EMC claims it won't step on the toes of VMware's partners once the two companies unite, but the channel is taking a wait-and-see attitude.
Initially, VMware's largest partners--many of whom are also major IBM Business Partners--were surprised that IBM didn't acquire the Palo Alto, Calif.-based company, given the tight relationship between those two vendors.
Even as they weigh the likely impact on partners in both the enterprise and midmarket space, those partners see potential synergies between EMC and VMware's channel as the storage giant tries to make a bigger push into the small- and midsize-business space.
And the deal will give VMware and its partners the clout of an enterprise company and more feet on the streets as Microsoft prepares to enter the Intel virtual server market early next year.
However, VMware's partners say they're not so sure about that, particularly as EMC is readying its sales force to sell a series of integrated products beginning early next year.
"I can't see them chopping off the channel at its knees because the channel reaches the SMB market where EMC wants to go with its Clariion products," said Chris Pyle, president of Champions Solutions Group, Boca Raton, Fla. "But I have to wait until it plays out."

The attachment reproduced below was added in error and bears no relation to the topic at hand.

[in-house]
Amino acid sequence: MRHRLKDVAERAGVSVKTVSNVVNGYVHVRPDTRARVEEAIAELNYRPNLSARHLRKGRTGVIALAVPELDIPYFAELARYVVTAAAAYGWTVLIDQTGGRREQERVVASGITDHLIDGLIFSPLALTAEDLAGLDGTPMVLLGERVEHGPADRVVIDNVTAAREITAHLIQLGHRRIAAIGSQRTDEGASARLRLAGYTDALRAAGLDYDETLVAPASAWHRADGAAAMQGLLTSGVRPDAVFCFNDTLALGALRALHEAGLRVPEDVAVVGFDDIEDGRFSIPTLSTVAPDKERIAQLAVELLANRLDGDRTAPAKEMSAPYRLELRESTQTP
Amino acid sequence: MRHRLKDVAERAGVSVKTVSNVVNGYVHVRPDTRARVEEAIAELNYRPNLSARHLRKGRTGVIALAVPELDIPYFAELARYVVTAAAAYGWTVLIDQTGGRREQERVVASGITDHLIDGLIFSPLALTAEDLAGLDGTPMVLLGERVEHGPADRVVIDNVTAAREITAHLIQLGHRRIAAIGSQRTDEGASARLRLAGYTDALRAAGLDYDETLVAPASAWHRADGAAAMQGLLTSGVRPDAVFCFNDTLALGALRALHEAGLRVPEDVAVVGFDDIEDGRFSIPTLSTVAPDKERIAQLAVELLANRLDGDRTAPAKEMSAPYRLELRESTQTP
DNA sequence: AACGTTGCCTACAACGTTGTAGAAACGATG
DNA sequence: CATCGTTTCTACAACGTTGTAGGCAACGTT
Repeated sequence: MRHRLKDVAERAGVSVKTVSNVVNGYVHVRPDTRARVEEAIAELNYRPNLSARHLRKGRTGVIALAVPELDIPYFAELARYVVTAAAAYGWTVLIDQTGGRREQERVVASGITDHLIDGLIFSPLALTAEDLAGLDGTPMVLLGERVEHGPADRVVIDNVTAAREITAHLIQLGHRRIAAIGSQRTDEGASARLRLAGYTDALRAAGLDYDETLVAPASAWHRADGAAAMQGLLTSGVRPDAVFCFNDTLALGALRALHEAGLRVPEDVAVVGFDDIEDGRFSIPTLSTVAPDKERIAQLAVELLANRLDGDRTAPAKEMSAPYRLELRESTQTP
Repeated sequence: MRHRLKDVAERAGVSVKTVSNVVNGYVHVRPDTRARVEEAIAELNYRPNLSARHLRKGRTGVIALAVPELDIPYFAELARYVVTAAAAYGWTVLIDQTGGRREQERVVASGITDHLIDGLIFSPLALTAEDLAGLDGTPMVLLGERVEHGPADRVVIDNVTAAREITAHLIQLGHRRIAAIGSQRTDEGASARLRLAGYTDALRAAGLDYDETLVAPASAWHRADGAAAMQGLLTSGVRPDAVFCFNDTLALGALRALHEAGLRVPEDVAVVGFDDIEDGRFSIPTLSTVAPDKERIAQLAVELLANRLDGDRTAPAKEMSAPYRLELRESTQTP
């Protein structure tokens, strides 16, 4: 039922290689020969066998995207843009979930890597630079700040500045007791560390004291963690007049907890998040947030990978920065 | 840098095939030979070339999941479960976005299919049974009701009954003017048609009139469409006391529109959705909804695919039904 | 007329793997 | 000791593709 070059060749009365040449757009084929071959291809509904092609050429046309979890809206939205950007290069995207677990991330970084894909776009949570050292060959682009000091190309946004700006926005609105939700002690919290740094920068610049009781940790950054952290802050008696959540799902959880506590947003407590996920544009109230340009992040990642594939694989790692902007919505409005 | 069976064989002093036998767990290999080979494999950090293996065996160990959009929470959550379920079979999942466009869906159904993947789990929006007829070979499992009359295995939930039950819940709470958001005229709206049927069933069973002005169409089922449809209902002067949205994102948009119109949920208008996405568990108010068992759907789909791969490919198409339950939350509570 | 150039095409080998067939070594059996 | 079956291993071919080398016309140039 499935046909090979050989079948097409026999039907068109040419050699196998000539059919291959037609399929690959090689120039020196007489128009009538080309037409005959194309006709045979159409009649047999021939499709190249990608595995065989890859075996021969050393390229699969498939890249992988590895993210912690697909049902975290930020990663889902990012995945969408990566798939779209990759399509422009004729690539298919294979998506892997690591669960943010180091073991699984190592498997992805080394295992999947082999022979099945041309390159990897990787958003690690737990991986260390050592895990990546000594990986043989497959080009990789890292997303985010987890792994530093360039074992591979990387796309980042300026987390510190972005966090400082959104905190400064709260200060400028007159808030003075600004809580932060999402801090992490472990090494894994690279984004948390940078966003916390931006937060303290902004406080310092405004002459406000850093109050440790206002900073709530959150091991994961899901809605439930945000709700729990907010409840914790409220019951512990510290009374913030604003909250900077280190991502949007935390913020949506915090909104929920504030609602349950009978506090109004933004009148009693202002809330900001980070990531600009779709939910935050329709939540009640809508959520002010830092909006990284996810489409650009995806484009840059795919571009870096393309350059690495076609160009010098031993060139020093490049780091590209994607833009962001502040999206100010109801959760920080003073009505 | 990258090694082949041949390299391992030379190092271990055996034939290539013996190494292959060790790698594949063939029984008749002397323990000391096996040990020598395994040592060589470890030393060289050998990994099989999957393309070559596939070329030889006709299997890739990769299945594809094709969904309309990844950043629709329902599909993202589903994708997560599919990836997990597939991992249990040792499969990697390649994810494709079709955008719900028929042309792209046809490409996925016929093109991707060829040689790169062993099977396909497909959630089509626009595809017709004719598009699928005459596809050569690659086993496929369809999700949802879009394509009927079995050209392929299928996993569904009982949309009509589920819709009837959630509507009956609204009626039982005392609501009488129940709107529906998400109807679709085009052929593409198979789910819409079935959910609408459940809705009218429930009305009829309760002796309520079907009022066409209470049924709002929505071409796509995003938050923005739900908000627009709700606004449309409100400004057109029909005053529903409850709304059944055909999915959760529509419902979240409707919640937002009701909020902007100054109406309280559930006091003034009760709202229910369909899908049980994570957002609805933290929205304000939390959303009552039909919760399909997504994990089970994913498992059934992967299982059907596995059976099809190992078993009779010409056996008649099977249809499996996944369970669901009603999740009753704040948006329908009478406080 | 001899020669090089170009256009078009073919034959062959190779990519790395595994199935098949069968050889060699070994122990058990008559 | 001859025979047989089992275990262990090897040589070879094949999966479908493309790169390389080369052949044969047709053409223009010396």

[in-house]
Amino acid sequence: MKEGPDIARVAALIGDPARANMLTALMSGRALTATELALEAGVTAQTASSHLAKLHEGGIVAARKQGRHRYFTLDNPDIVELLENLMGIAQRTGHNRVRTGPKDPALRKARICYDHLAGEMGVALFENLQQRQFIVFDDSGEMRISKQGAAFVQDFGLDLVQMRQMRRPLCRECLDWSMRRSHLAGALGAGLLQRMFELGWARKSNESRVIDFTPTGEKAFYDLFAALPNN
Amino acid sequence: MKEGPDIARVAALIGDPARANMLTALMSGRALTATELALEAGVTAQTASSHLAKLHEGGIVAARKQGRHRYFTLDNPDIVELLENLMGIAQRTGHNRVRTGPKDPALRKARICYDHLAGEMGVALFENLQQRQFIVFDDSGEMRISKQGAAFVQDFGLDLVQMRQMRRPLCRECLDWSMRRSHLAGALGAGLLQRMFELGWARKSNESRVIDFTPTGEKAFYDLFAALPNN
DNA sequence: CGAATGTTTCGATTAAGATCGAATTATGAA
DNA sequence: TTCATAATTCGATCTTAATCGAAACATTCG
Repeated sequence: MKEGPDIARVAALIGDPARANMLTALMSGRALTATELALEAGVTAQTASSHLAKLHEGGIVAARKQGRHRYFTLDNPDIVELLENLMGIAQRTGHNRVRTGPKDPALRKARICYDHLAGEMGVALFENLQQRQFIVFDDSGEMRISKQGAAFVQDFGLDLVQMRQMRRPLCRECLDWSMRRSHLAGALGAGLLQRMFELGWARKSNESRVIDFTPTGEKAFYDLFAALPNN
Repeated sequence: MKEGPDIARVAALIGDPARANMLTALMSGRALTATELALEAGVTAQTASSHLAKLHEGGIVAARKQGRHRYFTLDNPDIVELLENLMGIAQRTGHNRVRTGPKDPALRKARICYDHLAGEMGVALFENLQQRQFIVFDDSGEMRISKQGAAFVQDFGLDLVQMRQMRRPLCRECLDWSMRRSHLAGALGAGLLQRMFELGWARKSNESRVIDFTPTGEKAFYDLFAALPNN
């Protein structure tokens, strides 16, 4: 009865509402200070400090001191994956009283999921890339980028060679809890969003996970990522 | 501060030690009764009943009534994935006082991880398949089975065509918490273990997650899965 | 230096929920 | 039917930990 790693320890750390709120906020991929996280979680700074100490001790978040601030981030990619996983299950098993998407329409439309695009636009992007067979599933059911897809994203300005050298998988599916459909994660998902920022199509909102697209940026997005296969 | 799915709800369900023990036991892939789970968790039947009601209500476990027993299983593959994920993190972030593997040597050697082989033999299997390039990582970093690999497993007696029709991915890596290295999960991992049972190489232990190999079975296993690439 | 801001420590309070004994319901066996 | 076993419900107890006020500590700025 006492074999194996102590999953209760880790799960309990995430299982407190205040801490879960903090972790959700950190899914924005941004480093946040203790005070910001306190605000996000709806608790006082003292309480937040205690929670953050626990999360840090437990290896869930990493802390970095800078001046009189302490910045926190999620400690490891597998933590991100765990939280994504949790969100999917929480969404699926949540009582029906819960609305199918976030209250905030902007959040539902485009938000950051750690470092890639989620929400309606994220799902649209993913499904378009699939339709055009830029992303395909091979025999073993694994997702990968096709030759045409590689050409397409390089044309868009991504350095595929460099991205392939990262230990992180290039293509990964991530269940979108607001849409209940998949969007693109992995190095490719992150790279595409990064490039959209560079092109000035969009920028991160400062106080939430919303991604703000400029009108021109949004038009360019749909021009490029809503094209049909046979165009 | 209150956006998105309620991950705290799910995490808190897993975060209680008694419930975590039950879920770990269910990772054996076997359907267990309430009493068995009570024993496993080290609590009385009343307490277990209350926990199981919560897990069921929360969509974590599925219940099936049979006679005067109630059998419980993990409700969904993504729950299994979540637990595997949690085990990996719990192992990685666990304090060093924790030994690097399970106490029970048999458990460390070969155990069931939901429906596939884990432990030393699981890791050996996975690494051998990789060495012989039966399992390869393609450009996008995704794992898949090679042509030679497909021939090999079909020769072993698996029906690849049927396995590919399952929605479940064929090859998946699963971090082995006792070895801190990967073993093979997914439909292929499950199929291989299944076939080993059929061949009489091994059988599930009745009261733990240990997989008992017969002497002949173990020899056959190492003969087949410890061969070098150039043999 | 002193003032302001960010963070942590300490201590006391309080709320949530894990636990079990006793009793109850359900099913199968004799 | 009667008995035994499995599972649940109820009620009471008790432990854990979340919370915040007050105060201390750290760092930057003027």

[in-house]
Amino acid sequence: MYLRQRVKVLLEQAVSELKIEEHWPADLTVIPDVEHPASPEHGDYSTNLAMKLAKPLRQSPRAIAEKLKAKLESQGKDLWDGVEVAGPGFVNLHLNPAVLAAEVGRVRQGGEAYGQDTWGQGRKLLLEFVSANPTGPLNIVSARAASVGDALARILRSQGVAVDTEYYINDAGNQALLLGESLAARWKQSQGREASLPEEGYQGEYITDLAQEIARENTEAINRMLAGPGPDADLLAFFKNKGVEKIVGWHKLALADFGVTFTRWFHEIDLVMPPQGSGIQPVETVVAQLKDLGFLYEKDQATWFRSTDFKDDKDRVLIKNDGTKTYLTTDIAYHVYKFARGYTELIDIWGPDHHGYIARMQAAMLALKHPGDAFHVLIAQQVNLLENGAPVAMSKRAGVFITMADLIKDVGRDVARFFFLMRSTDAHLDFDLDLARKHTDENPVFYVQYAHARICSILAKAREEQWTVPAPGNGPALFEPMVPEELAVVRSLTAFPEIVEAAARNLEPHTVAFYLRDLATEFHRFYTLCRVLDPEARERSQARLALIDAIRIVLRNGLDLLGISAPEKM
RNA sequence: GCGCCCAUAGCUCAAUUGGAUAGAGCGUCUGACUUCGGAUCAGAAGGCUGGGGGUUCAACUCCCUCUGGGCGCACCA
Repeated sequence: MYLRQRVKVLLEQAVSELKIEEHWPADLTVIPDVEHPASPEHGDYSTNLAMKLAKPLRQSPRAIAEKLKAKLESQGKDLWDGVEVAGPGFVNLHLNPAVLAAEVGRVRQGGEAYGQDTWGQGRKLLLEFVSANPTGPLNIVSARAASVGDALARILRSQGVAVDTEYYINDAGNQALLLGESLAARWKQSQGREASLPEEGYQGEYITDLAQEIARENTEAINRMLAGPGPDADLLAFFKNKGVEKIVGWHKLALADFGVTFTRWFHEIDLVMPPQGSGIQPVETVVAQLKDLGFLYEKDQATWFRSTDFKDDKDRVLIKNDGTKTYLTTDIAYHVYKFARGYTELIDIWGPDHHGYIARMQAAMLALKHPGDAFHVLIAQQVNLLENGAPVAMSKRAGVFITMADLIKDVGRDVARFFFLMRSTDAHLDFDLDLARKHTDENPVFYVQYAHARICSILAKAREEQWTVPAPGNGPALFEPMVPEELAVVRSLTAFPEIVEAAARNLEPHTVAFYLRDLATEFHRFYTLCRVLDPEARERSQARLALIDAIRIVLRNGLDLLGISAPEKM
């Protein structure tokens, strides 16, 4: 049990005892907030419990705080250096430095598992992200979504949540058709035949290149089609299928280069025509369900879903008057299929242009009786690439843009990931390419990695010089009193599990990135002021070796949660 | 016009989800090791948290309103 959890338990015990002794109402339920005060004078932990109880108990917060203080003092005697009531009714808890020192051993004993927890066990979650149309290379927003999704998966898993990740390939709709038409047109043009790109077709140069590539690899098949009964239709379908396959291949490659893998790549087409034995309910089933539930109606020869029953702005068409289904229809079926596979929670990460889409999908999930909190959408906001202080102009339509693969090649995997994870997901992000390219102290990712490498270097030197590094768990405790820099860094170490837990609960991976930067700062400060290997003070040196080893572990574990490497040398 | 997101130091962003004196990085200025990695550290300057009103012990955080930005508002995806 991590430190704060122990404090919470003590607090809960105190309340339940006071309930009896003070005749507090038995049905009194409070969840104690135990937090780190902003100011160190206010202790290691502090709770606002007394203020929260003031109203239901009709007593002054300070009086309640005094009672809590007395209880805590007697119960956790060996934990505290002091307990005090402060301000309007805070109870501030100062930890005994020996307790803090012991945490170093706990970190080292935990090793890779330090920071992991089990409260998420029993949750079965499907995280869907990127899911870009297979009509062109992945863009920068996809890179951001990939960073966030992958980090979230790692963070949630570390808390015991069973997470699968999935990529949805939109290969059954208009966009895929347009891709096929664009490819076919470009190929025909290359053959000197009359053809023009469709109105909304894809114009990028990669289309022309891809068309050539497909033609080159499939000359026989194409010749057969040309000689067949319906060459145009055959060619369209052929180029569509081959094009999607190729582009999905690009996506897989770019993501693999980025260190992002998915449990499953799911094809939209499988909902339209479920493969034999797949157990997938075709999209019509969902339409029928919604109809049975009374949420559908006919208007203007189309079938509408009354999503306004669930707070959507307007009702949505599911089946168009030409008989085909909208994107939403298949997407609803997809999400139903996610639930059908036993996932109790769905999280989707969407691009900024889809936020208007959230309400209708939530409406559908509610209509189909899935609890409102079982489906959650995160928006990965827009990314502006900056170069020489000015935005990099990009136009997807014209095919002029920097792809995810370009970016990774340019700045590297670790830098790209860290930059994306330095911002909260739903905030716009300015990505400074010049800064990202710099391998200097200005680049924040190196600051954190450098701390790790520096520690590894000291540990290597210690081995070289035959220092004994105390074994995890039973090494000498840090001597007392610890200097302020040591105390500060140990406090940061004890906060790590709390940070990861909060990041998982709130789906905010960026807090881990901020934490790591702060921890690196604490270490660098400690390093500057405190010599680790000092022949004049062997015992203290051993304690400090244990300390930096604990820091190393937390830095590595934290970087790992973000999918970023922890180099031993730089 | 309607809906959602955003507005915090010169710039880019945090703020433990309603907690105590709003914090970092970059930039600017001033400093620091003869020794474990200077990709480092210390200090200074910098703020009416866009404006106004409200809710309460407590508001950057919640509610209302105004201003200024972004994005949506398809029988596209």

During a conference call on Monday, EMC CEO Joe Tucci acknowledged under questioning from Wall Street analysts that it is priming its sales force to push more than 20 joint solutions from EMC and VMWare into the enterprise market.
The impact of this on VMware partners, as well as IBM and Hewlett-Packard partners, remains unclear.
The first solution, which has been under development as part of a "stealth" project by the two companies for more than a year, will unify the EMC Symmetrix Remote Data Facility (SRDF) with VMware's recently introduced VMotion technology, company executives said.
"There will be solutions like SRDF [that] we'll bring together with VMotion. ... It will be one of the first products that come to market and will be pushed though our sales force," Tucci said, noting it will be brought to market shortly after the ink has dried on the acquisition. "There are at least 20 products we'll link and bring to the market through EMC's sales force. We'll add more and more [integrated] products through our sales force."
EMC executives said VMware will operate as a separate subsidiary, and the virtual server software will continue to be fulfilled though VMware's existing base of 300 reseller and service partners.
EMC had little else to say about its channel strategy during an hourlong conference call on Monday after the market closed. Company executives did not specify which--if any--of the jointly developed solutions would be authorized through VMware's partners, many of whom are IBM Business Partners and HP Partners.